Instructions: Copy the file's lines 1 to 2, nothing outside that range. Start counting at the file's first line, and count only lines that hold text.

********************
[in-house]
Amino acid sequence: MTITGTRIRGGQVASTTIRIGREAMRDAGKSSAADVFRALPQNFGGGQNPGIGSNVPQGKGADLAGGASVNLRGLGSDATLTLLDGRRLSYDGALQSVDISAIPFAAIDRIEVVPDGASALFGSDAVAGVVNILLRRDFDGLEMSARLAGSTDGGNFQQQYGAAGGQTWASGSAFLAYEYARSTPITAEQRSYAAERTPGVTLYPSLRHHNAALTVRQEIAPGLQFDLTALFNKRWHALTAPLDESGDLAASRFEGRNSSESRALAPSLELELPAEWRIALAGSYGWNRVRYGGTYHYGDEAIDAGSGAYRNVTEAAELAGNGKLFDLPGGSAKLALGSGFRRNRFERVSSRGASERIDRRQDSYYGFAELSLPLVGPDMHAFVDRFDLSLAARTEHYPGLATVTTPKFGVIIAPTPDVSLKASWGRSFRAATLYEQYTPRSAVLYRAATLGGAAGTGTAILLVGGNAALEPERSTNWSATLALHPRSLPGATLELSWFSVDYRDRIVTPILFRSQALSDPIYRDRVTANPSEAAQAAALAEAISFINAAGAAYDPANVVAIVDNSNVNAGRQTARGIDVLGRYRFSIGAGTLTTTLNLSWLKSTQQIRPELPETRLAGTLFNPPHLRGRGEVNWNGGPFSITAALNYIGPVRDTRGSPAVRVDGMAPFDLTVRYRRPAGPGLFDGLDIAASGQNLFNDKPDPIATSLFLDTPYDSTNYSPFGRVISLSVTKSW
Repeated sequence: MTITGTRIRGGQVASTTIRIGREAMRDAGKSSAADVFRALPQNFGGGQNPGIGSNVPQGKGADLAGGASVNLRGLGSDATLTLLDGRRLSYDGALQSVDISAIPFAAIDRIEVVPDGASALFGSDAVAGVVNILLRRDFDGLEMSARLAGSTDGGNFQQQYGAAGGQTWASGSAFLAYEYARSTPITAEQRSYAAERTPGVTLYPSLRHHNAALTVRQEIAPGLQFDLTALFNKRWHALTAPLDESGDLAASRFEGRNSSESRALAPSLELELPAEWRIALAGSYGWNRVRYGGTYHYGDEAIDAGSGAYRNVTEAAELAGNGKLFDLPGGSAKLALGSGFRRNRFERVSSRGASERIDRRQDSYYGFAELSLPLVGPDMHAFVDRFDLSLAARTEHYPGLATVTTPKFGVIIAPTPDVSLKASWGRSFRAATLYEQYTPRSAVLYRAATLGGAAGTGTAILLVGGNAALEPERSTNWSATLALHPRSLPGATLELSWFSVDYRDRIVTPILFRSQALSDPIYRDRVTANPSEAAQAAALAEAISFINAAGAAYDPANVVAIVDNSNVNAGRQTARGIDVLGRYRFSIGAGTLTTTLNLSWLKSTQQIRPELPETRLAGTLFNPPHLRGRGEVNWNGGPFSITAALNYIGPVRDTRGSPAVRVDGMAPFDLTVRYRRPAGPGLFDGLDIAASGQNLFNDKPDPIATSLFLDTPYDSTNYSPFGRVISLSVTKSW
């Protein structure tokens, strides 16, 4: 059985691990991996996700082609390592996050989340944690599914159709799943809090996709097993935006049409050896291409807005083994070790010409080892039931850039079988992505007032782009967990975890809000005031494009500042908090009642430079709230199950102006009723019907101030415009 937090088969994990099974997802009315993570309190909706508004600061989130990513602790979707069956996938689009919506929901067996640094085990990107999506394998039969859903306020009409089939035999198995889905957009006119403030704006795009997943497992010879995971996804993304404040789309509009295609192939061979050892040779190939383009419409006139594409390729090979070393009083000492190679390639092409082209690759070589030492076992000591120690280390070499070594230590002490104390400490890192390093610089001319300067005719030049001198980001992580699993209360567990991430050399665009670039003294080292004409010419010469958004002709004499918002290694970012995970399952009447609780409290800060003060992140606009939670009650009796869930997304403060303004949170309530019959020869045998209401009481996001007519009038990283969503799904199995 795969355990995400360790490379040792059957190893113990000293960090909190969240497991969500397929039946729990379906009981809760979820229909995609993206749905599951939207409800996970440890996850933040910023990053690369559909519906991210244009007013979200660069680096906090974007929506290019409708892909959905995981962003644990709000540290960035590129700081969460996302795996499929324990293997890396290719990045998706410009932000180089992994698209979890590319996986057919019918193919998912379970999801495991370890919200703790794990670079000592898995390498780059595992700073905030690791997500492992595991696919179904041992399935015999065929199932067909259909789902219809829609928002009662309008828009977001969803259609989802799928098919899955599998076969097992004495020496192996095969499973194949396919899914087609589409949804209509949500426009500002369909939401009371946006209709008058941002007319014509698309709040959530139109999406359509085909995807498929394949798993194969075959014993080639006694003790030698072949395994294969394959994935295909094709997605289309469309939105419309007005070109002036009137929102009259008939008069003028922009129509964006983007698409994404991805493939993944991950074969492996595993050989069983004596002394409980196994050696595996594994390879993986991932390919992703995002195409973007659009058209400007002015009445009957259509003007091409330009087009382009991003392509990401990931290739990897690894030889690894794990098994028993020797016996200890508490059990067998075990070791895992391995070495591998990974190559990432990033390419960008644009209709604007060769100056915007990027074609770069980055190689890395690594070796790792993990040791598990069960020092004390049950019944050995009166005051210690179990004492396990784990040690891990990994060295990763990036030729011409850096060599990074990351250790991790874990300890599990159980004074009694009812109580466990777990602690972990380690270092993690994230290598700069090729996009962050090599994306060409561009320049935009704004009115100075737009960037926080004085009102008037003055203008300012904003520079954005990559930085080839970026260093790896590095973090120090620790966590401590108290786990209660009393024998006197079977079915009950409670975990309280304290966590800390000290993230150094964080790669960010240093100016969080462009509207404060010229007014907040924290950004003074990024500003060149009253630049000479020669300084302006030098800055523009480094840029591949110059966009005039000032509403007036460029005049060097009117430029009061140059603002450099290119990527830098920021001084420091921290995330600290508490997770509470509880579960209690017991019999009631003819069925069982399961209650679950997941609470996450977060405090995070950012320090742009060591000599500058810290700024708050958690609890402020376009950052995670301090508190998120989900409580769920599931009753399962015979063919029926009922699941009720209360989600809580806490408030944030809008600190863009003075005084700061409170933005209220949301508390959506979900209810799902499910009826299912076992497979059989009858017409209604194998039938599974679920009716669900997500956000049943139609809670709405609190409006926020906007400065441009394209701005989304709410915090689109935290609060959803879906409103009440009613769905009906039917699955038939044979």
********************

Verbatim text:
[in-house]
Amino acid sequence: MTITGTRIRGGQVASTTIRIGREAMRDAGKSSAADVFRALPQNFGGGQNPGIGSNVPQGKGADLAGGASVNLRGLGSDATLTLLDGRRLSYDGALQSVDISAIPFAAIDRIEVVPDGASALFGSDAVAGVVNILLRRDFDGLEMSARLAGSTDGGNFQQQYGAAGGQTWASGSAFLAYEYARSTPITAEQRSYAAERTPGVTLYPSLRHHNAALTVRQEIAPGLQFDLTALFNKRWHALTAPLDESGDLAASRFEGRNSSESRALAPSLELELPAEWRIALAGSYGWNRVRYGGTYHYGDEAIDAGSGAYRNVTEAAELAGNGKLFDLPGGSAKLALGSGFRRNRFERVSSRGASERIDRRQDSYYGFAELSLPLVGPDMHAFVDRFDLSLAARTEHYPGLATVTTPKFGVIIAPTPDVSLKASWGRSFRAATLYEQYTPRSAVLYRAATLGGAAGTGTAILLVGGNAALEPERSTNWSATLALHPRSLPGATLELSWFSVDYRDRIVTPILFRSQALSDPIYRDRVTANPSEAAQAAALAEAISFINAAGAAYDPANVVAIVDNSNVNAGRQTARGIDVLGRYRFSIGAGTLTTTLNLSWLKSTQQIRPELPETRLAGTLFNPPHLRGRGEVNWNGGPFSITAALNYIGPVRDTRGSPAVRVDGMAPFDLTVRYRRPAGPGLFDGLDIAASGQNLFNDKPDPIATSLFLDTPYDSTNYSPFGRVISLSVTKSW